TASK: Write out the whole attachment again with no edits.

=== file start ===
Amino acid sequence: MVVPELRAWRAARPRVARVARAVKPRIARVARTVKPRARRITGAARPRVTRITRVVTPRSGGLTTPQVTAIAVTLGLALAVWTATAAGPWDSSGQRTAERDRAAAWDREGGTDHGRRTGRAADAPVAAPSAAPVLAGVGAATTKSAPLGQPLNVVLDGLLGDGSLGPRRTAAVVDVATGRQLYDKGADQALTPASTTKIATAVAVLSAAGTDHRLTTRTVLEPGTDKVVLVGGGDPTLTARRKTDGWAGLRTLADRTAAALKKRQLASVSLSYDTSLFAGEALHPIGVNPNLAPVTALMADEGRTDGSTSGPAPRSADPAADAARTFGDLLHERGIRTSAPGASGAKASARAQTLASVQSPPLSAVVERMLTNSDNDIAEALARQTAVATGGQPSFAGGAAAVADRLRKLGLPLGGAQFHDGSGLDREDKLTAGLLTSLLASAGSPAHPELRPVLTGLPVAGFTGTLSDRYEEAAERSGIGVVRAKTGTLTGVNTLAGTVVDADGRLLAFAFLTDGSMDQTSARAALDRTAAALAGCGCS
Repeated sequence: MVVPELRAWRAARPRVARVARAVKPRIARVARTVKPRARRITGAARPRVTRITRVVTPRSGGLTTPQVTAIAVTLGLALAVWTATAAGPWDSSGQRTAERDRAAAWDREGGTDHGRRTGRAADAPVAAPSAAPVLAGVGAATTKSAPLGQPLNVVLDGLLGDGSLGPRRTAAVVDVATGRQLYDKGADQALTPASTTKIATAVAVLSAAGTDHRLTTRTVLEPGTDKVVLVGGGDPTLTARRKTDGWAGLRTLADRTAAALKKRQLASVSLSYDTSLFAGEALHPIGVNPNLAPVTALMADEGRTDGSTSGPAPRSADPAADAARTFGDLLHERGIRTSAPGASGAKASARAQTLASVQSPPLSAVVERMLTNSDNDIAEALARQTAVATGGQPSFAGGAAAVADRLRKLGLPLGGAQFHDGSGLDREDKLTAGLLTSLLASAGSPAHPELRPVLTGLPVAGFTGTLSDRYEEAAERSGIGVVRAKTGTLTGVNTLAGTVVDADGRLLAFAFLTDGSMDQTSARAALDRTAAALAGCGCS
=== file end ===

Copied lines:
Amino acid sequence: MVVPELRAWRAARPRVARVARAVKPRIARVARTVKPRARRITGAARPRVTRITRVVTPRSGGLTTPQVTAIAVTLGLALAVWTATAAGPWDSSGQRTAERDRAAAWDREGGTDHGRRTGRAADAPVAAPSAAPVLAGVGAATTKSAPLGQPLNVVLDGLLGDGSLGPRRTAAVVDVATGRQLYDKGADQALTPASTTKIATAVAVLSAAGTDHRLTTRTVLEPGTDKVVLVGGGDPTLTARRKTDGWAGLRTLADRTAAALKKRQLASVSLSYDTSLFAGEALHPIGVNPNLAPVTALMADEGRTDGSTSGPAPRSADPAADAARTFGDLLHERGIRTSAPGASGAKASARAQTLASVQSPPLSAVVERMLTNSDNDIAEALARQTAVATGGQPSFAGGAAAVADRLRKLGLPLGGAQFHDGSGLDREDKLTAGLLTSLLASAGSPAHPELRPVLTGLPVAGFTGTLSDRYEEAAERSGIGVVRAKTGTLTGVNTLAGTVVDADGRLLAFAFLTDGSMDQTSARAALDRTAAALAGCGCS
Repeated sequence: MVVPELRAWRAARPRVARVARAVKPRIARVARTVKPRARRITGAARPRVTRITRVVTPRSGGLTTPQVTAIAVTLGLALAVWTATAAGPWDSSGQRTAERDRAAAWDREGGTDHGRRTGRAADAPVAAPSAAPVLAGVGAATTKSAPLGQPLNVVLDGLLGDGSLGPRRTAAVVDVATGRQLYDKGADQALTPASTTKIATAVAVLSAAGTDHRLTTRTVLEPGTDKVVLVGGGDPTLTARRKTDGWAGLRTLADRTAAALKKRQLASVSLSYDTSLFAGEALHPIGVNPNLAPVTALMADEGRTDGSTSGPAPRSADPAADAARTFGDLLHERGIRTSAPGASGAKASARAQTLASVQSPPLSAVVERMLTNSDNDIAEALARQTAVATGGQPSFAGGAAAVADRLRKLGLPLGGAQFHDGSGLDREDKLTAGLLTSLLASAGSPAHPELRPVLTGLPVAGFTGTLSDRYEEAAERSGIGVVRAKTGTLTGVNTLAGTVVDADGRLLAFAFLTDGSMDQTSARAALDRTAAALAGCGCS